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China's Internet Censors Strike Again

Posted by: Bruce Einhorn on October 22, 2007

Google has confirmed that the search giant’s Chinese service was out of business for parts of last Thursday and Friday. “We’ve had numerous reports that and other search engines were inaccessible in China last week,” says John Pinette, Google’s Hong Kong-based spokesman, adding that “traffic was being redirected to other sites.”

Pinette wouldn’t comment on just where that Google traffic went. But it seems the site that ended up receiving the Google traffic was Baidu, the Chinese search engine that is tops in the market and over the years has been able to win fans among Chinese officialdom for being obedient in following censorship rules. Baidu already has a big lead over Google in the Chinese search market (more than half of Chinese searches take place on Baidu, versus about 25% for Google). It doesn’t help Google’s cause that the censors seem to be steering traffic Baidu’s way, too.

Why the latest attack on Google in China? Pinette won’t say. But it’s probably no coincidence that the outage happened shortly after Bush met with the Dalai Lama in Washington. And with the Chinese Communist Party having its big once-every-five-years congress in Beijing, the government’s censors were already feeling a bit trigger happy. For now, it’s back to business as usual for Google. “Where this was clearly unfortunate, we are pleased that service has been restored to our users,” Pinette says.

The attack on Google - which also reportedly targeted Yahoo’s and Microsoft’s search services in China - is a useful reminder how little clout American Internet companies have with the Chinese. The government decides it’s peeved with Bush and what does it do? Take a whack at an easy target, Google.

The timing is also a bit inconvenient for the Chinese company that controls Yahoo China - The company is about to launch its much-anticipated IPO for its business-to-business subsidiary, a deal that might raise as much as $1.5 billion for the company. While Alibaba is officially a Chinese company, Yahoo owns 40%, and that foreign ownership still seems to have made some people in the government nervous.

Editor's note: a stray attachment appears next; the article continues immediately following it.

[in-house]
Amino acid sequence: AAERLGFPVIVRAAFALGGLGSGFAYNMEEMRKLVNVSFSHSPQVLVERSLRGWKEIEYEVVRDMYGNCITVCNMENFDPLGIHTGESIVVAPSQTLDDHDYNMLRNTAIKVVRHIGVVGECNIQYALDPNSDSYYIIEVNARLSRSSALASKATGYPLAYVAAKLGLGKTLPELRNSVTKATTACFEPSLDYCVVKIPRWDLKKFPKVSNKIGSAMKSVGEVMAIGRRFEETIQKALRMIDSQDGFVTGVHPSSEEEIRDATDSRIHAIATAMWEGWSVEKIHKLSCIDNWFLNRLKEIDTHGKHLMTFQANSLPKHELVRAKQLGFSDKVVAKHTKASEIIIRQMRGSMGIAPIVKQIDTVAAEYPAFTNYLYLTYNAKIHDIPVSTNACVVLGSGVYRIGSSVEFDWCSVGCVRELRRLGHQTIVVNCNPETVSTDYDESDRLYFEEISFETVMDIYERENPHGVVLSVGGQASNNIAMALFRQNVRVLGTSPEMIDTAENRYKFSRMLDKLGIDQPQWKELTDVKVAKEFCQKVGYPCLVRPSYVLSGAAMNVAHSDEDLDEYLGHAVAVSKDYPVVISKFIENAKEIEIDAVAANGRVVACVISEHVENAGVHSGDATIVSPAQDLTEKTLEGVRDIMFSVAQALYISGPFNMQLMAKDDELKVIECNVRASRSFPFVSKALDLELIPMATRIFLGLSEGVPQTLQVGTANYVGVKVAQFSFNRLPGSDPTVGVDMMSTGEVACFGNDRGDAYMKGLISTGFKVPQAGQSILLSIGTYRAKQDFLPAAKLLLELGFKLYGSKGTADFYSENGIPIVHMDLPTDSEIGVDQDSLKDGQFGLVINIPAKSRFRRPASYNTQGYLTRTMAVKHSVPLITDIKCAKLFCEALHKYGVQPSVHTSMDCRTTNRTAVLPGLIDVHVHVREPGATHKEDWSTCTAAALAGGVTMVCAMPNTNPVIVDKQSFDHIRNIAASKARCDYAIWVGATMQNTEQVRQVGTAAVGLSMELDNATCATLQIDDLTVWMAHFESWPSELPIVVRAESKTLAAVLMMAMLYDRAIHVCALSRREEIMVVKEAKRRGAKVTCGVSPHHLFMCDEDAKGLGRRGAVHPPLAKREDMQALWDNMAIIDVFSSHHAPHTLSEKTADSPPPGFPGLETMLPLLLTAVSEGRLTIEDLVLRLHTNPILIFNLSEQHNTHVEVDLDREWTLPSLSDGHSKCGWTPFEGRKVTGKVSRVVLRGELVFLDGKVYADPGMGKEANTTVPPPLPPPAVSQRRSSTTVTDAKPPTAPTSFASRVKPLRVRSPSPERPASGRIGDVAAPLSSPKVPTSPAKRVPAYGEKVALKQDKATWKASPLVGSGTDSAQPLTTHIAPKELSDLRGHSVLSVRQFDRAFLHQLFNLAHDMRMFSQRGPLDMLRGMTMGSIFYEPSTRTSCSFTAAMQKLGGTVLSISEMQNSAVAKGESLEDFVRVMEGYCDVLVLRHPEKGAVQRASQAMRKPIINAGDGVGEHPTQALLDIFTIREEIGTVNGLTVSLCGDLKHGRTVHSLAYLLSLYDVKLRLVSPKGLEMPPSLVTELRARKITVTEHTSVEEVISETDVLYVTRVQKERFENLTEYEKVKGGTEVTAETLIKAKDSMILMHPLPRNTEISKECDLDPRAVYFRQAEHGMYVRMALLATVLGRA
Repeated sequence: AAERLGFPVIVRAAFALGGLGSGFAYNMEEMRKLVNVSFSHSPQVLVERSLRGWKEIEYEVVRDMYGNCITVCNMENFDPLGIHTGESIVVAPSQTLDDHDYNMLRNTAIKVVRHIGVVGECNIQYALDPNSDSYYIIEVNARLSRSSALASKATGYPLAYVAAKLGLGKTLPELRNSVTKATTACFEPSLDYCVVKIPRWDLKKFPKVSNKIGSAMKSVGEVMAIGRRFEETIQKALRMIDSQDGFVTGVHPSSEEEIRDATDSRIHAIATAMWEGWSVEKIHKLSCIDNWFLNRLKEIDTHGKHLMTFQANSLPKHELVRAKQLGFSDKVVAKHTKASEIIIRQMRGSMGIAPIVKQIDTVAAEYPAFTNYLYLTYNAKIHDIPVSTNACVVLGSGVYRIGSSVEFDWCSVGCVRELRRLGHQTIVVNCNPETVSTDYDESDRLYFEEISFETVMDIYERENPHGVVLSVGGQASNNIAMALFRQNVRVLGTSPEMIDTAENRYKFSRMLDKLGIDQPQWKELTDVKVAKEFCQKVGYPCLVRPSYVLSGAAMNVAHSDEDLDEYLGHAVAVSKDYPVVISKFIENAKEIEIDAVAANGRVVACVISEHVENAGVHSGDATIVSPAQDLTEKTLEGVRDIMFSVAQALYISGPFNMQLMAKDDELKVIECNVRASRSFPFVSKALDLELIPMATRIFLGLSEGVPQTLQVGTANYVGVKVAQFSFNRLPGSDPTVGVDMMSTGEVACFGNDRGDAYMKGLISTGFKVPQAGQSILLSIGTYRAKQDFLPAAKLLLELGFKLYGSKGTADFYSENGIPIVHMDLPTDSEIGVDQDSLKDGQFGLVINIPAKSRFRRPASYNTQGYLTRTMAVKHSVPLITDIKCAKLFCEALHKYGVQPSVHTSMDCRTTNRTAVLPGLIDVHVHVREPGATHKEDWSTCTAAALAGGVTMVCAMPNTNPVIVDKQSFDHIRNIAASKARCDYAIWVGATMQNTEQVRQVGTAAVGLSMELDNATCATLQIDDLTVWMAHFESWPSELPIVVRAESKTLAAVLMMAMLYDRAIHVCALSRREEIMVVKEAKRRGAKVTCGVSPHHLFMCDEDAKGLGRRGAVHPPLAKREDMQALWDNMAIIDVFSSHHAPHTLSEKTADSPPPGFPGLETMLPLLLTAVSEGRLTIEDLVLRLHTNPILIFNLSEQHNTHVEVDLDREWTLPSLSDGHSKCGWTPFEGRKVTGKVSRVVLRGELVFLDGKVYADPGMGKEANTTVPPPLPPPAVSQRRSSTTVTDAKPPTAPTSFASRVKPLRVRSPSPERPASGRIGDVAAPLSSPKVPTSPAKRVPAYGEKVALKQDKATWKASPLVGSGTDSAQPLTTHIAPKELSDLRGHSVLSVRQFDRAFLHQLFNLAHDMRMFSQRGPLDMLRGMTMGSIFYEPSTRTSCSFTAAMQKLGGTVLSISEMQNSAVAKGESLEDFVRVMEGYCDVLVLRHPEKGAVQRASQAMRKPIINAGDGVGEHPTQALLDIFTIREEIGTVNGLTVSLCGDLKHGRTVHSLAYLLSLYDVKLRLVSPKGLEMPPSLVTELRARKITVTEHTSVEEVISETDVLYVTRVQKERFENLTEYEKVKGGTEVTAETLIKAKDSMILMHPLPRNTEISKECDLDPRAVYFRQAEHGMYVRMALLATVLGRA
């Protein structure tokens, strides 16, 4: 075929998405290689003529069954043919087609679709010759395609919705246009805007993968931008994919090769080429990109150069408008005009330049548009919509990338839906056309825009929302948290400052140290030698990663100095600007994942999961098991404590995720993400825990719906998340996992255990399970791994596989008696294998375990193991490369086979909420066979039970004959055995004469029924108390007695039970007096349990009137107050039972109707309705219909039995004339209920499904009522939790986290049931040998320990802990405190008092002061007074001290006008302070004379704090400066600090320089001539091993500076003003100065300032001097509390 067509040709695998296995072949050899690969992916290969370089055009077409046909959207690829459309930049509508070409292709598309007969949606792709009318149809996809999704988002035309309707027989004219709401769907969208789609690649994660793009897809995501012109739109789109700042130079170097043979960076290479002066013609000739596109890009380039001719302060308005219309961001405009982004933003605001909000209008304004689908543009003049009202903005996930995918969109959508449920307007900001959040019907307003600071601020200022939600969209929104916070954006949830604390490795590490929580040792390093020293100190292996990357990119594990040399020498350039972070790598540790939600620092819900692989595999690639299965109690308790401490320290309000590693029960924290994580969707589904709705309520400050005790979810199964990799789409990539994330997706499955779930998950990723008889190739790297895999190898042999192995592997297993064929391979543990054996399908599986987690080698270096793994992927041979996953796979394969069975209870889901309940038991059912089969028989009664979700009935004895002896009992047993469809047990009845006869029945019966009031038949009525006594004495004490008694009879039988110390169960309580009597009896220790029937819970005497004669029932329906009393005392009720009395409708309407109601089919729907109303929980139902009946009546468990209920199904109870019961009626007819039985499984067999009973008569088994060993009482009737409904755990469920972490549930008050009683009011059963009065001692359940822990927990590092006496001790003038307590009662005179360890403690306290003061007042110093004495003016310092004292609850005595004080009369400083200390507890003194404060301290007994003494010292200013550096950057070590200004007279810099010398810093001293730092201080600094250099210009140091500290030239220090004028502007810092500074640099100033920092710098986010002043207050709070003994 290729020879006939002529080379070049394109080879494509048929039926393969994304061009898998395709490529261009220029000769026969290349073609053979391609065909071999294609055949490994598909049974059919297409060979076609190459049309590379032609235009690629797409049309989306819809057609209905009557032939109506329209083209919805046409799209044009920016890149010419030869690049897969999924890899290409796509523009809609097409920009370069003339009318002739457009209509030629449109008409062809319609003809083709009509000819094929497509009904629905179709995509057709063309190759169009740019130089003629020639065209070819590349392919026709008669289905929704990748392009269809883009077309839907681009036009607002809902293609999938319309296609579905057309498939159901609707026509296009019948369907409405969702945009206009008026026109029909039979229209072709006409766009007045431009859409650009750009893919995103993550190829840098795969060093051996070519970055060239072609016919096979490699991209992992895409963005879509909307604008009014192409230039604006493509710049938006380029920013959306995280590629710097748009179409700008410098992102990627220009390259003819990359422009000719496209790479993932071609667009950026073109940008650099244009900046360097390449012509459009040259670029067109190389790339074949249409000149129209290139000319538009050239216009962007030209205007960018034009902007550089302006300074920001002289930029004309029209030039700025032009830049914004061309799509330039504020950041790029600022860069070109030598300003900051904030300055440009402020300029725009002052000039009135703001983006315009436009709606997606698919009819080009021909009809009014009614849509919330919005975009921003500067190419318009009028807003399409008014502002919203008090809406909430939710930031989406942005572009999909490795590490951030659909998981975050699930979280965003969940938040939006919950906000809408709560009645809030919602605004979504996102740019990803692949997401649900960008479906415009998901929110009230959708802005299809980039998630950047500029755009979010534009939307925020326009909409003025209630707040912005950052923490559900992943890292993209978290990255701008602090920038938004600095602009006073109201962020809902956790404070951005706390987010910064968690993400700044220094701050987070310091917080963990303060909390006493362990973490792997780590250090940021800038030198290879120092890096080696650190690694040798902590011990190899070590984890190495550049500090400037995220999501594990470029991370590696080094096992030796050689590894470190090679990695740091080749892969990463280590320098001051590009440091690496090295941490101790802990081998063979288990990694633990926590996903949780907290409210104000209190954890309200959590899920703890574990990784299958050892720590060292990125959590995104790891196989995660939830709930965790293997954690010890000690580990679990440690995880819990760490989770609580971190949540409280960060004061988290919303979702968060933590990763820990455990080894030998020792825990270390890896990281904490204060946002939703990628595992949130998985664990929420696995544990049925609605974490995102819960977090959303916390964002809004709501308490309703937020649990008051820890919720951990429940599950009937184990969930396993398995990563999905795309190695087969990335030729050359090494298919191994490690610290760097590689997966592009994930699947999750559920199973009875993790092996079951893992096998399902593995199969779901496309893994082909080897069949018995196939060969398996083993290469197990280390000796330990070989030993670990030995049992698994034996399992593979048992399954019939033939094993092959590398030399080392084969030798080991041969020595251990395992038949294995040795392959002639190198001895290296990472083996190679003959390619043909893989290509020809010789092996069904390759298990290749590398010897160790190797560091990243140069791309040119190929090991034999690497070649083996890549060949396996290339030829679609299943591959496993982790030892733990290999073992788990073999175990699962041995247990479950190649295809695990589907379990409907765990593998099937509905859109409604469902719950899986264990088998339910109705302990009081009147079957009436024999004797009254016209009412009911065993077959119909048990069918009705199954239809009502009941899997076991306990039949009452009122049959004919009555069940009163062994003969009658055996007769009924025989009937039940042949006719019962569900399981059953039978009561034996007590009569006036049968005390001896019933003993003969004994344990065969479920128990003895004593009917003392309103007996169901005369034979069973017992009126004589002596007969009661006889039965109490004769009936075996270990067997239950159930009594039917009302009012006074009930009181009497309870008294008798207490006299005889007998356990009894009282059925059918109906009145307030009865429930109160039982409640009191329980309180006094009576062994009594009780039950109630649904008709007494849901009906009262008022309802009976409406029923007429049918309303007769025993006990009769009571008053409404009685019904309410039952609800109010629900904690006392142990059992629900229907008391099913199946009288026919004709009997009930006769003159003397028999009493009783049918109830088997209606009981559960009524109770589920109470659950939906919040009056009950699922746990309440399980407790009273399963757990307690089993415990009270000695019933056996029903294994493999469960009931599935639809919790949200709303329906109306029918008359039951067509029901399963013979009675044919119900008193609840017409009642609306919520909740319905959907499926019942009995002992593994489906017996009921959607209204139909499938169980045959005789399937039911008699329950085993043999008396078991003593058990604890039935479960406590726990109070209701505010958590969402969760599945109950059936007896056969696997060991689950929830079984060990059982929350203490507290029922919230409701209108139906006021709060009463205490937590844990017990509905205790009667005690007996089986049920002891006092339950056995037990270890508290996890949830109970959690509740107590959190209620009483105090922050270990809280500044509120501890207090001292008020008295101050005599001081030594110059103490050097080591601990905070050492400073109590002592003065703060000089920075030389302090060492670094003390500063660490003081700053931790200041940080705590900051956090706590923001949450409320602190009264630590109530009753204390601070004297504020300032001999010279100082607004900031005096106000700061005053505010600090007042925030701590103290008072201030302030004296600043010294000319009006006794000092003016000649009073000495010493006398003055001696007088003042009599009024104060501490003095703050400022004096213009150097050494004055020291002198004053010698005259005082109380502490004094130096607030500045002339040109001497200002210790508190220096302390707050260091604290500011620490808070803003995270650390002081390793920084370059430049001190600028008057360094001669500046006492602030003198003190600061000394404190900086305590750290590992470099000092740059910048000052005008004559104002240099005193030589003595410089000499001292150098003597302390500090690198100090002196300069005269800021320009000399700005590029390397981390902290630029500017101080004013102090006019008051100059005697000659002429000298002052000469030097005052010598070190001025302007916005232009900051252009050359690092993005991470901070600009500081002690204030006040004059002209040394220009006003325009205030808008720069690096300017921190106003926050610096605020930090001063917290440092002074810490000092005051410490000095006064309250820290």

Porter Erisman, a spokesman for Alibaba, denied that the company is facing any problems. “I’ve seen a few reports,” he writes in an email, “but Yahoo! China is up and running as normal in China.”

Meanwhile, a Taiwanese government spokesman pounced on the news. Shieh Jhy-wei, of Taiwan’s Government Information Office, “condemned Beijing for ‘daring so shamelessly to tamper with the free flow of information’ by redirecting the three search engines,” reports Radio Taiwan International.

Reader Comments

From China, with love

October 22, 2007 10:40 AM

My friend reports that youtube is blocked today...


October 23, 2007 2:07 AM

well I ,Don't think report is accurate.As an Internet user in Wuhan there is no problem using Both using and with China Telecom 2M ADSL.However it is ture that YouTube has been pretty much "Harmonized".no access ever since the 17th big party.

Pit Crew

October 23, 2007 3:41 AM

Its unfortunate that companies have to get stuck in diplomatic squabbles. But such incidents go to show that business is not just business but actually business-and-a-bit-of-politics.

Sam Wright

October 23, 2007 11:27 AM

Bruce Einhorn and his usual jingoistic, anachronistic, nationalistic, statist propaganda bashing China.


October 23, 2007 11:27 AM

It's ridiculous to relate Dalai Lama with the traffic redirecting. The author has strong discrimination about China and Chinese government. Most members of China government are totally not good at IT and have little knowledge about computer and internet. They can use other reasonable ways to express their ire, not this way they could never imagine. You should know more about China, not only daydream at home.


October 24, 2007 7:40 AM

But Google let Canadian Based Company Geosign shutdown. So China should block google and let other companys be able to grow.


October 24, 2007 2:46 PM

I was in China last week and for the most part had no problems using Google. Two curious (coincidental?) acceptions. I could not access a Reuters story on Hu. I could not access a report on elections in Taiwan.


November 1, 2007 1:05 PM

Based on the remarks of some pepole here I suspect they are from China and have not been cleansed of their Communist Propaganda brain washing. You are so arrogant, yet so stupid!

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